unbound : this should use /dev/urandom rather than /dev/random.
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Until the fix for CVE-2018-1108 (4.17-rc1, backported to 4.16.4) /dev/random was available early, even if its initialisation had not completed.
Before that fix https://lkml.org/lkml/2018/4/12/711 unbound started promptly on all of my desktop systems, but after it some machines took two and a half minutes to run the unbound bootscript - keying Ctrl-C a few times, and perhaps <enter>, or just thumping on the keyboard, seems to expedite matters. The affected machines only have SSD drives, but some others with just an SSD continue to start normally (perhaps 5 seconds for unbound to run).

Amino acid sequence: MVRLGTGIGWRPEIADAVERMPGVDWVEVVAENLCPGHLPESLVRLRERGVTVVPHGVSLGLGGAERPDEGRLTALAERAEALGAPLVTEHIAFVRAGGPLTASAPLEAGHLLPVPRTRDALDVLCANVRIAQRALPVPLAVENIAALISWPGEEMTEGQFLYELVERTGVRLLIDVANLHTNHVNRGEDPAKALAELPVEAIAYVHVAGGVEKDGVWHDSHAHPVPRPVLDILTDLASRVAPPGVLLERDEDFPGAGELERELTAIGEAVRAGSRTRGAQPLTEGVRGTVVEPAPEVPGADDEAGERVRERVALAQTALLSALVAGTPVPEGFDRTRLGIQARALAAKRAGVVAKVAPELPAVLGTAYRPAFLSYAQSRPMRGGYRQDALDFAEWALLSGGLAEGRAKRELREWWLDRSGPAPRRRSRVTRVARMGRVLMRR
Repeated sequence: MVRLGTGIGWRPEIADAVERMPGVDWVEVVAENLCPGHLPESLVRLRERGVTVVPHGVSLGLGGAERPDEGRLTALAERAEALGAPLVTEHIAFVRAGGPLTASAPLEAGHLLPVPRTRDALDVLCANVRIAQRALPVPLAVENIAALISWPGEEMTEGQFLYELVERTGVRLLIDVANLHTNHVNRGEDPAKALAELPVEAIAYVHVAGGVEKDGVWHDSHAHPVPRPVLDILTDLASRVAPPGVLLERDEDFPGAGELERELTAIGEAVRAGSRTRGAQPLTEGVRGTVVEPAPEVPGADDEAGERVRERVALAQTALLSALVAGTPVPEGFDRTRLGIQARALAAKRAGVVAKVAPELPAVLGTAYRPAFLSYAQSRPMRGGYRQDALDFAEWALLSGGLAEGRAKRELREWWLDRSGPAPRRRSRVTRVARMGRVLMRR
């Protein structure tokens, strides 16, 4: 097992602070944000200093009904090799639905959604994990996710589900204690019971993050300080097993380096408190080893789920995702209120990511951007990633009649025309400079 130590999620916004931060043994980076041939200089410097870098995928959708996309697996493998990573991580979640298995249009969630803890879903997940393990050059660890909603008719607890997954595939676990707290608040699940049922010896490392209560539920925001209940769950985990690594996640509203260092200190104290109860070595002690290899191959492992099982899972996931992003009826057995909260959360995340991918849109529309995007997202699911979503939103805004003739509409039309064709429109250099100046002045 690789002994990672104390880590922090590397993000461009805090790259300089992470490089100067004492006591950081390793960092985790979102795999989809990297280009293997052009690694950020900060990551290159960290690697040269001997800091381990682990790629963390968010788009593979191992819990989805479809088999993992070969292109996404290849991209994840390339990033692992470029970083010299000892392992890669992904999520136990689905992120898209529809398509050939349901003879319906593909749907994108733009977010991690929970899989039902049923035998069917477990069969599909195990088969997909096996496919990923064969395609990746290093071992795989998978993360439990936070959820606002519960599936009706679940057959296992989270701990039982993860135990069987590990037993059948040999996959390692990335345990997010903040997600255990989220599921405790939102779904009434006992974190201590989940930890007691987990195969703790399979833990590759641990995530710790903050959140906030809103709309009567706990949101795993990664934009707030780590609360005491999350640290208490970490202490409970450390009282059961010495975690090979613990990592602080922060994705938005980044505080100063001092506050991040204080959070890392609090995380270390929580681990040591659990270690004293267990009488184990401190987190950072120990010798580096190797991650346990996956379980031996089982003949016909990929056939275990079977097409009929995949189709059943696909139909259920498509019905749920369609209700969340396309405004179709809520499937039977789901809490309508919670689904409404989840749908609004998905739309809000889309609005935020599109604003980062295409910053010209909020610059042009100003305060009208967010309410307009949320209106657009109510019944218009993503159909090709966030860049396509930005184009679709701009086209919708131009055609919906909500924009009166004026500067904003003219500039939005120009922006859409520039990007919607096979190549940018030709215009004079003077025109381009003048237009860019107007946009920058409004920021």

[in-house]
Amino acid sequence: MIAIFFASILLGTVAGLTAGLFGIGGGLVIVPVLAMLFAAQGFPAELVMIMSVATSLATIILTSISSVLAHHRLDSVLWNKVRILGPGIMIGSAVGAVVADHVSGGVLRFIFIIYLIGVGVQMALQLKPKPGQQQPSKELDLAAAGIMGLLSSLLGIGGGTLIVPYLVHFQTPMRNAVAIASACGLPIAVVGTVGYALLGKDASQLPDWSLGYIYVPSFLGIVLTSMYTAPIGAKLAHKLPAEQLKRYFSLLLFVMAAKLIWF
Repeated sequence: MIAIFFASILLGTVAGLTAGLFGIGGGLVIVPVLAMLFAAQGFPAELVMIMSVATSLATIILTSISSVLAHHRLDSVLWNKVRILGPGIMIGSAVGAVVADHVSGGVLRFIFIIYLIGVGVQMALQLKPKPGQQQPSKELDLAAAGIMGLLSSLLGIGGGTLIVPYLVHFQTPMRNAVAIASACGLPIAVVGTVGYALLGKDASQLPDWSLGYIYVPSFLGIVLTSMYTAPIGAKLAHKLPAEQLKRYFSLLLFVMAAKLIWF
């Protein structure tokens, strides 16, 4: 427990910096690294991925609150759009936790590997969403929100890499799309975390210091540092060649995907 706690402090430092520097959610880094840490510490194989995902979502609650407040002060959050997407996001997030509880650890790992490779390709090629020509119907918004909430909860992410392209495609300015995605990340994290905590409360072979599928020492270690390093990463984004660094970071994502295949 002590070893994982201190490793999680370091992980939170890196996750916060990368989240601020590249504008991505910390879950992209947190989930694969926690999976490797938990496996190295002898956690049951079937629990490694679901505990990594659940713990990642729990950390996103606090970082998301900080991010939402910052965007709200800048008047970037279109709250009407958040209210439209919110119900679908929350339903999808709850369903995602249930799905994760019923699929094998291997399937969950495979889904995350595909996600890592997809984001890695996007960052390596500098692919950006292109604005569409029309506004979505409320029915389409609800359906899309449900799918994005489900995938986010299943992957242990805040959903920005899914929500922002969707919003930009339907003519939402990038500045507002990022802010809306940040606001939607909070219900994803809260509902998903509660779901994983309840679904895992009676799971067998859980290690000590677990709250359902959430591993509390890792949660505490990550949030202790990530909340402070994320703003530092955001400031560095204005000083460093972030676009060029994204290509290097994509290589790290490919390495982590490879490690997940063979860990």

I use unbound to prevent DNS spoofing, IMHO that does not require cryptographic-quality randomness. As noted in http://lists.linuxfromscratch.org/pipermail/blfs-support/2018-July/080277.html et seq. unbound appears to try to fallback to /dev/urandom if using /dev/random fails. But /dev/random now correctly hangs until sufficent entropy is available.
And Nixos apparently creates /var/lib/unbound/dev/random and bind mounts /dev/urandom to it. We, at least in sysv, currently re-seed /dev/urandom after unbound has been started.
1.At the moment I have no idea if (on a regular desktop machine) the value returned by an unseeded /dev/urandom is consistent across boots, or if the re-seeding needs to be brought forward (but it appears that either it should be, or else it might not be needed at all, except perhaps on VMs).
2.The more important issue is whether my evaluation of the code in unbound is correct. For this, trying to patch out the use of /dev/random so that it should fallback to /dev/urandom seems to be the first line of approach, even if the Nixos approach turns out to be better for the long term.